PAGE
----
No. What states like New York are doing are cleaning up their state laws that were written prior to Roe v. Wade so that they’re consistent with the current Roe v. Wade protections. Now that states are bringing their laws up-to-date, the opponents of abortion have flooded social media and the airways with claims that doctors are performing abortions up to the day a baby is born, or even more ridiculous, killing babies after they’re born. These opponents to abortion are purposefully trying to induce a moral panic in our country in order to gain more support for their desire to eliminate all abortion.
When a pregnancy is ended at 39 weeks, it’s to save the life of the mother, or to make sure we’re delivering a healthy baby. At 39 weeks, what abortion opponents are purporting is an “abortion” is actually an induction of labor, or a Cesarean delivery. Doctors do these procedures to save the baby.
There are legitimate reasons a person might need an abortion over what is generally considered the gestational age of viability. They may have a life-threatening condition that can be worsened by their continued pregnancy. Or they may find out after 24 weeks that her baby has a lethal condition. No one is killing a baby after it’s born because the mother “wanted an abortion” and didn’t get one in time.
I can’t believe abortion is being taught to 8th graders in some of their health classes. Isn’t that too young to be talking about something so controversial?
Abortion isn’t controversial. Seven in ten people support abortion. And abortion is common: 1 in 4 people will have an abortion in their life. Many youth, including 8th graders, are talking about sex. But what they’re talking about is usually inaccurate information that can be very dangerous for them and for their futures. It’s our responsibility as adults to provide medically accurate information so that young people will be prepared to make healthy and respectful decisions later in their lives, when they are ready.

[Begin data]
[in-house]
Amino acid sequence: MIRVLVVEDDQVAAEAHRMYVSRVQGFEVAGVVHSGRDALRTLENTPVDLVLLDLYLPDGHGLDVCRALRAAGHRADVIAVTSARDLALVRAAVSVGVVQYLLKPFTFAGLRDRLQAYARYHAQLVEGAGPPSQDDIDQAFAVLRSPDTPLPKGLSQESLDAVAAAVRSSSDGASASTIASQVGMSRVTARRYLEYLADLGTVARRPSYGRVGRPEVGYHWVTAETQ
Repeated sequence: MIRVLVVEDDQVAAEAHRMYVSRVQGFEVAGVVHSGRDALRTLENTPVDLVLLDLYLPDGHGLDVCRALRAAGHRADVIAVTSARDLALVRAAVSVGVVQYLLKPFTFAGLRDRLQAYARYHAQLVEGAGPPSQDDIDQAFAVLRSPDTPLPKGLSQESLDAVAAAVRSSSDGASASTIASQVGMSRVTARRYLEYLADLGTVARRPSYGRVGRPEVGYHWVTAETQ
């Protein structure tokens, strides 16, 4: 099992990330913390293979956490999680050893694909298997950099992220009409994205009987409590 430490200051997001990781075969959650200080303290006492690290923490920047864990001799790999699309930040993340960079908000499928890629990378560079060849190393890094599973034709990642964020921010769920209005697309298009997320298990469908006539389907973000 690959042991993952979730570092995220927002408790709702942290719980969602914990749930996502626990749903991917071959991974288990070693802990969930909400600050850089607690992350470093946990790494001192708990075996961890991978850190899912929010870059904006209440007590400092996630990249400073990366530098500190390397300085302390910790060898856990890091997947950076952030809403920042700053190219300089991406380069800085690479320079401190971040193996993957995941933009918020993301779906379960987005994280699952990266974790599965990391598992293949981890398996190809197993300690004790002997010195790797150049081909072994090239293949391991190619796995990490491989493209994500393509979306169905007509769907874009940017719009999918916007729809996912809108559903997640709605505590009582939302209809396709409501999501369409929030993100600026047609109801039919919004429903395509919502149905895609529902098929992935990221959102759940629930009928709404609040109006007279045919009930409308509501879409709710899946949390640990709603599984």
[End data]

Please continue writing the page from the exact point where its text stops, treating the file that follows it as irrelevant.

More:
Why would anyone oppose common sense regulations on abortion — such as waiting periods, or ensuring doctors who perform abortion have admitting privileges at local hospitals?
There’s nothing common-sensical about these regulations. We already have common sense regulations on abortion with several cases tried before the Supreme Court. Roe v. Wade and a subsequent case — Casey v. Planned Parenthood — made three things clear:
- Women have the right to abortion, pre-viability, without undue interference from the state.
- The state may restrict abortion post-viability.
- The state has a legitimate interest in protecting the woman’s health and the life of the fetus.
These decisions are made between the pregnant person and their physician. The opponents of abortion are trying to sell the idea that waiting periods “help people” by allowing them to think about their desired abortion just a little bit longer. All this does is delay the procedure, and allow the opposition to pressure or bully a person into changing their minds.
Forcing abortion providers to have admitting privileges at a local hospital puts a burden on providers, and allows hospitals that may be anti-choice to block providers from the ability to provide care. This can drive abortion providers out of state. An abortion done at a clinic is a very safe procedure with a very low complication rate.
None of these regulations are common sense. They’re purposefully designed to be barriers to abortion access, and they make a very safe procedure less safe. These regulations get in the way of people and families making the right decisions for themselves.
Trusting people is key. Planned Parenthood trusts people to make their own medical decisions.